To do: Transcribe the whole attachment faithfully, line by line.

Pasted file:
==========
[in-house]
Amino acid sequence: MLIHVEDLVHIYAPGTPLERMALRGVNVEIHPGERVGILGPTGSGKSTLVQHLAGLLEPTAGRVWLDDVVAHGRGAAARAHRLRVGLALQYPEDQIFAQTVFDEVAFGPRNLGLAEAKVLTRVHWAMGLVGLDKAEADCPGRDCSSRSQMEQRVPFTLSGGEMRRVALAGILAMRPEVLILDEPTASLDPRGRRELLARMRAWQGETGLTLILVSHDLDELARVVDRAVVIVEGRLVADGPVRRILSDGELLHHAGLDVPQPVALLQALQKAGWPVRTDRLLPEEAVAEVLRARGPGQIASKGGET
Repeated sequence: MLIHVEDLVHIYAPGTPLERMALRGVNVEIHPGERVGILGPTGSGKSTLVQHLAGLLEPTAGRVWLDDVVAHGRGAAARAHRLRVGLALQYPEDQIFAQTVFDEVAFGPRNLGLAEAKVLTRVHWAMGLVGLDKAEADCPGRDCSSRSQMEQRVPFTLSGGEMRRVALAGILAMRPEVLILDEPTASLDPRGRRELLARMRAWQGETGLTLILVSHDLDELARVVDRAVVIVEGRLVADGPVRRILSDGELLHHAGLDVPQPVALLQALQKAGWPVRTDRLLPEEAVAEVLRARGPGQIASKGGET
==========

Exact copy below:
[in-house]
Amino acid sequence: MLIHVEDLVHIYAPGTPLERMALRGVNVEIHPGERVGILGPTGSGKSTLVQHLAGLLEPTAGRVWLDDVVAHGRGAAARAHRLRVGLALQYPEDQIFAQTVFDEVAFGPRNLGLAEAKVLTRVHWAMGLVGLDKAEADCPGRDCSSRSQMEQRVPFTLSGGEMRRVALAGILAMRPEVLILDEPTASLDPRGRRELLARMRAWQGETGLTLILVSHDLDELARVVDRAVVIVEGRLVADGPVRRILSDGELLHHAGLDVPQPVALLQALQKAGWPVRTDRLLPEEAVAEVLRARGPGQIASKGGET
Repeated sequence: MLIHVEDLVHIYAPGTPLERMALRGVNVEIHPGERVGILGPTGSGKSTLVQHLAGLLEPTAGRVWLDDVVAHGRGAAARAHRLRVGLALQYPEDQIFAQTVFDEVAFGPRNLGLAEAKVLTRVHWAMGLVGLDKAEADCPGRDCSSRSQMEQRVPFTLSGGEMRRVALAGILAMRPEVLILDEPTASLDPRGRRELLARMRAWQGETGLTLILVSHDLDELARVVDRAVVIVEGRLVADGPVRRILSDGELLHHAGLDVPQPVALLQALQKAGWPVRTDRLLPEEAVAEVLRARGPGQIASKGGET